I see old globes often, but they're usually overpriced. Fifty bucks for one of these? Hell no! But last weekend I found this beauty at a little antique shop in Centralia, Illinois for just $15, and it's perfect. It's marked Cram's Terrestrial Globe, 10.5 Inch, No. 105. It has pleasingly geometric mid-century legs, a killer font on the gold arc that holds the globe in place, and amusingly obsolete names for many nations: Tanganyika instead of Tanzania? Burma instead of Bangladesh? Ceylon instead of Sri Lanka? And what the heck is Bechuanaland?! Using those obsolete names and this useful website, Keith and I dated the globe to sometime between 1957 - 1961.

Nevermind the globe; check out the quintessentially mid-century legs!
Nevermind the legs; check out the archetypical mid-century font!
Since Tanganyika and the brontosaurus have gone the same way, it seems fitting that the dinosaurs keep the globe company, no? Can't get enough of old globes? Or additional pictures might help you date or identify your own globe? Click for more.

Okay, I've really got to go to work now.
Have a great weekend, you!

Wednesday, May 9, 2012

What do you call a baby dove?

I don't have a green thumb. Really. I once managed to kill a jade plant. So when my mother gave me an herb basket at Easter, I felt guilty in advance for killing the basil and banana peppers. But when a mama bird made a nest in the basket, I shed the shame and cooed over her babies like a doting auntie. They're so ugly, but their raw-skinned, hollow-boned, big-eyed helplessness makes my heart overflow with a desire to nurture them. Of course, I can't touch them, and I don't want to upset their mother, so I took these pictures while standing on a chair in the dining room (thank you, zoom lens). But I've been feeding their mother and listening for trouble on the balcony. I'm ready to chase off any nasty bluejays that dare to mess with my mama bird and her babies!

Last week I kept talking about my dovelings and my dovelets. It all sounded too much like duckling and cutlet. Ducking cutlet?! Noooooo! So I looked up the proper term. A baby dove is called a squab! The word is about as ugly as they are, so it fits. Behold my precious squabs!

To see how they've grown in just a week, do the clicky thing.

Monday, May 7, 2012

Rainbow Cupcakes and Pinwheel Citrus Centerpieces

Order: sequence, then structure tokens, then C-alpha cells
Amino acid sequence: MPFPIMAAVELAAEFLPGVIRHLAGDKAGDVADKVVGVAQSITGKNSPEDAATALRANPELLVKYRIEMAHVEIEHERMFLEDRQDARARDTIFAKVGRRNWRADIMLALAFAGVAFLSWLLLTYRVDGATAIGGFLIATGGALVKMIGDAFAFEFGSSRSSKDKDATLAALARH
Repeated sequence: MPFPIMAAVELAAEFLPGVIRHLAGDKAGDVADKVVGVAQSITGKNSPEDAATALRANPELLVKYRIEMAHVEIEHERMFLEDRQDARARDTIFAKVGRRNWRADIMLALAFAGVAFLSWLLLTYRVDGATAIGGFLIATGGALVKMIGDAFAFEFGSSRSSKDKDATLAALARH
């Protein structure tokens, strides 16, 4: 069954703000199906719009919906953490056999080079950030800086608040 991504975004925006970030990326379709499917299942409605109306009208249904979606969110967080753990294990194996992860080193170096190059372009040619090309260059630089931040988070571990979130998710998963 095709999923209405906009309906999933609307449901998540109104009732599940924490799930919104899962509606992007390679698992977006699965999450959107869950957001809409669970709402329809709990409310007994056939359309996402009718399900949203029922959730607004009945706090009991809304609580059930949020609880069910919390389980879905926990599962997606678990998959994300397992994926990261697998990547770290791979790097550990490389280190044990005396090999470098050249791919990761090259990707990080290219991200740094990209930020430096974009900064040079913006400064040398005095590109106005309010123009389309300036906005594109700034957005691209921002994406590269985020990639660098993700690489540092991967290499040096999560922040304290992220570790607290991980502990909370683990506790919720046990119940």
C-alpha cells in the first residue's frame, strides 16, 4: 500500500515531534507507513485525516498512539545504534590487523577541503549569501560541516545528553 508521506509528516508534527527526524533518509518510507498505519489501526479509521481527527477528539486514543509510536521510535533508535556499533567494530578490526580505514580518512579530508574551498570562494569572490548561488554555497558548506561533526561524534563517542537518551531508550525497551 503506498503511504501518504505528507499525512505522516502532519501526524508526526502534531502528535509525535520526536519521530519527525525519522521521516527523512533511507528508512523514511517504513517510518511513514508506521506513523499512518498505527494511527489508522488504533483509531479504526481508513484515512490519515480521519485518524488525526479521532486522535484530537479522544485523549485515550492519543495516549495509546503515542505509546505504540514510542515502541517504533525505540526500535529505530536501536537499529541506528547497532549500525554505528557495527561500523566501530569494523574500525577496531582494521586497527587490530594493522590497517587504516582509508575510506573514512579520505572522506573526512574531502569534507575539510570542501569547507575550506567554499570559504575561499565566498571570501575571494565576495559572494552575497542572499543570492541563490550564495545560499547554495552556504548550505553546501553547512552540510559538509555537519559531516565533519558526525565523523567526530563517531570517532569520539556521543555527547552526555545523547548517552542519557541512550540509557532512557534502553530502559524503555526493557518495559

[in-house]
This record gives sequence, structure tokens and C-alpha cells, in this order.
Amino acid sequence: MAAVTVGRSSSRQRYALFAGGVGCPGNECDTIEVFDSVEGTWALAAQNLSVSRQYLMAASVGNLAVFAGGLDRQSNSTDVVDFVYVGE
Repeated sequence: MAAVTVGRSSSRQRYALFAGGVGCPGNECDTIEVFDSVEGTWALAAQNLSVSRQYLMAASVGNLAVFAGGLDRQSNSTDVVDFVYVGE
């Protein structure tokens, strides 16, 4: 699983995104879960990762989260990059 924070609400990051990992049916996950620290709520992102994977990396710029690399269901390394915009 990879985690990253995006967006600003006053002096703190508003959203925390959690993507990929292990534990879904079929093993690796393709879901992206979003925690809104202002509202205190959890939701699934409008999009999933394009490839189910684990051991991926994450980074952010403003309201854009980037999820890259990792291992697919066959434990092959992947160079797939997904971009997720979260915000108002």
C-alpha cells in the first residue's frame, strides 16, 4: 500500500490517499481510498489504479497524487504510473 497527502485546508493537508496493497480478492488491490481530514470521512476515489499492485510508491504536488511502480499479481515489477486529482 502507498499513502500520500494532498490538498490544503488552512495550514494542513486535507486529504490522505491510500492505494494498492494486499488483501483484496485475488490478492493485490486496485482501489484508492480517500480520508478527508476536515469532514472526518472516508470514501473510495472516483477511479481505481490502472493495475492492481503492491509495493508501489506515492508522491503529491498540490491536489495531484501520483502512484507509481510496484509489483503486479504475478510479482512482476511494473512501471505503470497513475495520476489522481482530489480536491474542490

Congratulations to my cousin Melissa and her husband, Daryn! They tied the knot on Saturday, and it was  so much fun to celebrate with them and introduce Keith to my family in Illinois. Look at those grins! It was such a beautiful day, and a much-needed reason to smile after saying goodbye to Grandma on Thursday morning.
Photo Credit goes to my sister Erin, who snapped this perfect pic during the recessional.
I was so excited to talk to my cousins, uncles, and aunts that I barely took any pictures. But here are the few photos I snapped before everyone else arrived at the reception. The reception decor was bright and cheerful, and I loved their cupcake tower and creative centerpieces. These colors and decorating ideas would be equally pretty at a luau, backyard bash, or summertime barbecue. Now I want to throw a party just so I can make centerpieces like theirs!
RAINBOW CUPCAKES!!! Enough said.
The centerpieces with pinwheels, ferns, and real lemons and limes smelled so good.
I'd never seen centerpieces with real fruit. How clever and pretty is that?!
But wait; there's more!

Friday, May 4, 2012

Changes and Goodbyes

"What we are tempted to call a disaster is sometimes the first, painful stage of a blessing."
- Stephen Mitchell, The Frog Price: A Fairy Tale for Consenting Adults

This adorable little critter recently appeared in my parents' koi pond. We think he may be the little bullfrog I gave my dad last year on Father's Day, all grown-up. He reminds me that change is inevitable, and it's better to roll with change rather than resist it and let changes become overwhelming. My family just experienced a big change this week.

Tuesday, May 1, 2012

Hot Air Balloon Ride

We did it! On Sunday, Dad and I took a sunset balloon ride with Lou at B&L Ballooning. It was alternately exhilarating, peaceful, relaxing, breathtaking, and at the end, a little frightening. But we were in safe hands. Lou has been ballooning for more than twenty years, and our ride was without mishap. I loved every minute!

I'm quite convinced that Tennessee is the prettiest state in the country.

Never ballooned before? Curious about it? Keep reading for...

  • Why One Shouldn't Wear a Skirt on a Balloon
  • We Made Dogs Crazy
  • Oh My God, We're Landing on the Interstate